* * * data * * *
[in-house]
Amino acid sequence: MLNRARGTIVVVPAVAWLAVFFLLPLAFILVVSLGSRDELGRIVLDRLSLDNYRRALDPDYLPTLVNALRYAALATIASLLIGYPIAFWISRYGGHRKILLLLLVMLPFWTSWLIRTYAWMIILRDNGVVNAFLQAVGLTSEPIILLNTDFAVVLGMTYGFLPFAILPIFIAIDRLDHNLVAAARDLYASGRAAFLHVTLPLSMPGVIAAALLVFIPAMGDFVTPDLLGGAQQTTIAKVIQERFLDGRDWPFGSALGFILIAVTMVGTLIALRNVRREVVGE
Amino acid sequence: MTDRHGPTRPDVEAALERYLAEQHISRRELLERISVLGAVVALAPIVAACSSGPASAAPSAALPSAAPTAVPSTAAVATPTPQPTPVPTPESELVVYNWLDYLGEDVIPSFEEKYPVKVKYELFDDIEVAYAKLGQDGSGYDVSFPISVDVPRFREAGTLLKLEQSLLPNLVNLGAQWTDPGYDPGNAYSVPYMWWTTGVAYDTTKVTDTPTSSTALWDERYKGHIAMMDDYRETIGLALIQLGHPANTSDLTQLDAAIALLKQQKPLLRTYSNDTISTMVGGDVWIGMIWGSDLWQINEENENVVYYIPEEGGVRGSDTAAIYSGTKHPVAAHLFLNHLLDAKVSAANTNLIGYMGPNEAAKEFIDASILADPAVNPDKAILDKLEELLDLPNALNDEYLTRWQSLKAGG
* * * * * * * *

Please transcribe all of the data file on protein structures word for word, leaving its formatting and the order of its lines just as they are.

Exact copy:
[in-house]
Amino acid sequence: MLNRARGTIVVVPAVAWLAVFFLLPLAFILVVSLGSRDELGRIVLDRLSLDNYRRALDPDYLPTLVNALRYAALATIASLLIGYPIAFWISRYGGHRKILLLLLVMLPFWTSWLIRTYAWMIILRDNGVVNAFLQAVGLTSEPIILLNTDFAVVLGMTYGFLPFAILPIFIAIDRLDHNLVAAARDLYASGRAAFLHVTLPLSMPGVIAAALLVFIPAMGDFVTPDLLGGAQQTTIAKVIQERFLDGRDWPFGSALGFILIAVTMVGTLIALRNVRREVVGE
Amino acid sequence: MTDRHGPTRPDVEAALERYLAEQHISRRELLERISVLGAVVALAPIVAACSSGPASAAPSAALPSAAPTAVPSTAAVATPTPQPTPVPTPESELVVYNWLDYLGEDVIPSFEEKYPVKVKYELFDDIEVAYAKLGQDGSGYDVSFPISVDVPRFREAGTLLKLEQSLLPNLVNLGAQWTDPGYDPGNAYSVPYMWWTTGVAYDTTKVTDTPTSSTALWDERYKGHIAMMDDYRETIGLALIQLGHPANTSDLTQLDAAIALLKQQKPLLRTYSNDTISTMVGGDVWIGMIWGSDLWQINEENENVVYYIPEEGGVRGSDTAAIYSGTKHPVAAHLFLNHLLDAKVSAANTNLIGYMGPNEAAKEFIDASILADPAVNPDKAILDKLEELLDLPNALNDEYLTRWQSLKAGG